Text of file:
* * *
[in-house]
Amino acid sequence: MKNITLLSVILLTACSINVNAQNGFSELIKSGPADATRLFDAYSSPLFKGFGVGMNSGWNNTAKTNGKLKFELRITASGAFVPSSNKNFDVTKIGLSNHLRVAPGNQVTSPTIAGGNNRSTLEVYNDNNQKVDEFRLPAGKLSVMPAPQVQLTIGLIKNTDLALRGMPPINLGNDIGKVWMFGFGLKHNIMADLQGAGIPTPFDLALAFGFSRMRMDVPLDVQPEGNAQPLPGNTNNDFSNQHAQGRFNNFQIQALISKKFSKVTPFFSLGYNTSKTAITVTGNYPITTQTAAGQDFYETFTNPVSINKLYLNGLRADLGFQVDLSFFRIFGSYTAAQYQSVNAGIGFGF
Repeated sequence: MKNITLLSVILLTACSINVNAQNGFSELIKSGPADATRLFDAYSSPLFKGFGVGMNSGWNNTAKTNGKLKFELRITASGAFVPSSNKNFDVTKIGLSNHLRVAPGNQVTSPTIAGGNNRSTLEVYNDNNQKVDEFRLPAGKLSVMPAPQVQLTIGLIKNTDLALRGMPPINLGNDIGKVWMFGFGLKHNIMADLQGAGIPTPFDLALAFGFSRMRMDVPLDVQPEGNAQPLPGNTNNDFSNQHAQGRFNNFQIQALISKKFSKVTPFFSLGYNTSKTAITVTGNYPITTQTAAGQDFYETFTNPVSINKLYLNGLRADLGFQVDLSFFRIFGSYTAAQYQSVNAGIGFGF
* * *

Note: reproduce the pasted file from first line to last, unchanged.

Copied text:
[in-house]
Amino acid sequence: MKNITLLSVILLTACSINVNAQNGFSELIKSGPADATRLFDAYSSPLFKGFGVGMNSGWNNTAKTNGKLKFELRITASGAFVPSSNKNFDVTKIGLSNHLRVAPGNQVTSPTIAGGNNRSTLEVYNDNNQKVDEFRLPAGKLSVMPAPQVQLTIGLIKNTDLALRGMPPINLGNDIGKVWMFGFGLKHNIMADLQGAGIPTPFDLALAFGFSRMRMDVPLDVQPEGNAQPLPGNTNNDFSNQHAQGRFNNFQIQALISKKFSKVTPFFSLGYNTSKTAITVTGNYPITTQTAAGQDFYETFTNPVSINKLYLNGLRADLGFQVDLSFFRIFGSYTAAQYQSVNAGIGFGF
Repeated sequence: MKNITLLSVILLTACSINVNAQNGFSELIKSGPADATRLFDAYSSPLFKGFGVGMNSGWNNTAKTNGKLKFELRITASGAFVPSSNKNFDVTKIGLSNHLRVAPGNQVTSPTIAGGNNRSTLEVYNDNNQKVDEFRLPAGKLSVMPAPQVQLTIGLIKNTDLALRGMPPINLGNDIGKVWMFGFGLKHNIMADLQGAGIPTPFDLALAFGFSRMRMDVPLDVQPEGNAQPLPGNTNNDFSNQHAQGRFNNFQIQALISKKFSKVTPFFSLGYNTSKTAITVTGNYPITTQTAAGQDFYETFTNPVSINKLYLNGLRADLGFQVDLSFFRIFGSYTAAQYQSVNAGIGFGF